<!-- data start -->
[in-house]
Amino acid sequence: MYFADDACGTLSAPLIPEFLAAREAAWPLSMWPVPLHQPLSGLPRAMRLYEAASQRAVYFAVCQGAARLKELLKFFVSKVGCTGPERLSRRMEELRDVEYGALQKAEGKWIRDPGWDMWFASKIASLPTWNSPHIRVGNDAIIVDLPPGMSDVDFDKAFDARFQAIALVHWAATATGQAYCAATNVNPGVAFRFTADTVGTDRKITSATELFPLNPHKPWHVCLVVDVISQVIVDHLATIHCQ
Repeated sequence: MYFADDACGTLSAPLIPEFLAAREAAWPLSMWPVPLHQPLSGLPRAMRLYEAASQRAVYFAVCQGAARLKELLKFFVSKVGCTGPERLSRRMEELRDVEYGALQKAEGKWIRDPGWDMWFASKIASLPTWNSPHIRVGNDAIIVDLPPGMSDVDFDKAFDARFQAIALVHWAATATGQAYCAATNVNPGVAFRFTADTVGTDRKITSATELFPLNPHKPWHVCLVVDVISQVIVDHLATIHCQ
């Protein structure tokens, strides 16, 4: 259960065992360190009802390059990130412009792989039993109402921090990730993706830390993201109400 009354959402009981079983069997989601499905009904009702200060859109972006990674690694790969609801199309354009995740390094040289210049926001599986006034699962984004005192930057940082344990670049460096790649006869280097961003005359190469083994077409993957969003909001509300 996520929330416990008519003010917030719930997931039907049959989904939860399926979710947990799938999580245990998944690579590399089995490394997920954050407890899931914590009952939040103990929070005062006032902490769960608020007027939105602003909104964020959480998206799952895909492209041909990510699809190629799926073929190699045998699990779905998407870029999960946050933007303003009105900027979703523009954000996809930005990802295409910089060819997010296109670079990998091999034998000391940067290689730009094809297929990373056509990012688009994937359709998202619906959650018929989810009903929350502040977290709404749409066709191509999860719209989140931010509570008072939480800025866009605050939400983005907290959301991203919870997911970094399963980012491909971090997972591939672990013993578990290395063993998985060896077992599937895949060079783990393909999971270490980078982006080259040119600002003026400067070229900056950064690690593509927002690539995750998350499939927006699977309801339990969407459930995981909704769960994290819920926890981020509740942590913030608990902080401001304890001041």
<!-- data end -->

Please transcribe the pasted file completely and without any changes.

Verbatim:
[in-house]
Amino acid sequence: MYFADDACGTLSAPLIPEFLAAREAAWPLSMWPVPLHQPLSGLPRAMRLYEAASQRAVYFAVCQGAARLKELLKFFVSKVGCTGPERLSRRMEELRDVEYGALQKAEGKWIRDPGWDMWFASKIASLPTWNSPHIRVGNDAIIVDLPPGMSDVDFDKAFDARFQAIALVHWAATATGQAYCAATNVNPGVAFRFTADTVGTDRKITSATELFPLNPHKPWHVCLVVDVISQVIVDHLATIHCQ
Repeated sequence: MYFADDACGTLSAPLIPEFLAAREAAWPLSMWPVPLHQPLSGLPRAMRLYEAASQRAVYFAVCQGAARLKELLKFFVSKVGCTGPERLSRRMEELRDVEYGALQKAEGKWIRDPGWDMWFASKIASLPTWNSPHIRVGNDAIIVDLPPGMSDVDFDKAFDARFQAIALVHWAATATGQAYCAATNVNPGVAFRFTADTVGTDRKITSATELFPLNPHKPWHVCLVVDVISQVIVDHLATIHCQ
């Protein structure tokens, strides 16, 4: 259960065992360190009802390059990130412009792989039993109402921090990730993706830390993201109400 009354959402009981079983069997989601499905009904009702200060859109972006990674690694790969609801199309354009995740390094040289210049926001599986006034699962984004005192930057940082344990670049460096790649006869280097961003005359190469083994077409993957969003909001509300 996520929330416990008519003010917030719930997931039907049959989904939860399926979710947990799938999580245990998944690579590399089995490394997920954050407890899931914590009952939040103990929070005062006032902490769960608020007027939105602003909104964020959480998206799952895909492209041909990510699809190629799926073929190699045998699990779905998407870029999960946050933007303003009105900027979703523009954000996809930005990802295409910089060819997010296109670079990998091999034998000391940067290689730009094809297929990373056509990012688009994937359709998202619906959650018929989810009903929350502040977290709404749409066709191509999860719209989140931010509570008072939480800025866009605050939400983005907290959301991203919870997911970094399963980012491909971090997972591939672990013993578990290395063993998985060896077992599937895949060079783990393909999971270490980078982006080259040119600002003026400067070229900056950064690690593509927002690539995750998350499939927006699977309801339990969407459930995981909704769960994290819920926890981020509740942590913030608990902080401001304890001041």